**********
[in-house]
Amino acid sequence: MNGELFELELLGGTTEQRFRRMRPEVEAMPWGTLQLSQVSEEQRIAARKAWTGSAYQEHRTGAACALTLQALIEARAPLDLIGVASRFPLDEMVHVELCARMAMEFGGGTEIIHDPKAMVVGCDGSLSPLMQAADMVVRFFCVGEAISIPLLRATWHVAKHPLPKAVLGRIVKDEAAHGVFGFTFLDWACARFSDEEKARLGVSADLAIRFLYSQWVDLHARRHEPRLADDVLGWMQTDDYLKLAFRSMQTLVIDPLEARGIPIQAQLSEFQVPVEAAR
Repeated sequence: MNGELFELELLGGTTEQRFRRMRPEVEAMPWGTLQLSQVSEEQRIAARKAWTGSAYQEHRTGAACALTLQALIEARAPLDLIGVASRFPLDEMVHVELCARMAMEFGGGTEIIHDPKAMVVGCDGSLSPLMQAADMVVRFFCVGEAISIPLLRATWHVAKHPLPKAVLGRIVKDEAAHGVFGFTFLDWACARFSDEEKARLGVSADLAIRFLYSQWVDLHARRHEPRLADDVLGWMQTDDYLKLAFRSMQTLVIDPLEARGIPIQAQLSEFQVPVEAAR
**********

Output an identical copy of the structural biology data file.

[in-house]
Amino acid sequence: MNGELFELELLGGTTEQRFRRMRPEVEAMPWGTLQLSQVSEEQRIAARKAWTGSAYQEHRTGAACALTLQALIEARAPLDLIGVASRFPLDEMVHVELCARMAMEFGGGTEIIHDPKAMVVGCDGSLSPLMQAADMVVRFFCVGEAISIPLLRATWHVAKHPLPKAVLGRIVKDEAAHGVFGFTFLDWACARFSDEEKARLGVSADLAIRFLYSQWVDLHARRHEPRLADDVLGWMQTDDYLKLAFRSMQTLVIDPLEARGIPIQAQLSEFQVPVEAAR
Repeated sequence: MNGELFELELLGGTTEQRFRRMRPEVEAMPWGTLQLSQVSEEQRIAARKAWTGSAYQEHRTGAACALTLQALIEARAPLDLIGVASRFPLDEMVHVELCARMAMEFGGGTEIIHDPKAMVVGCDGSLSPLMQAADMVVRFFCVGEAISIPLLRATWHVAKHPLPKAVLGRIVKDEAAHGVFGFTFLDWACARFSDEEKARLGVSADLAIRFLYSQWVDLHARRHEPRLADDVLGWMQTDDYLKLAFRSMQTLVIDPLEARGIPIQAQLSEFQVPVEAAR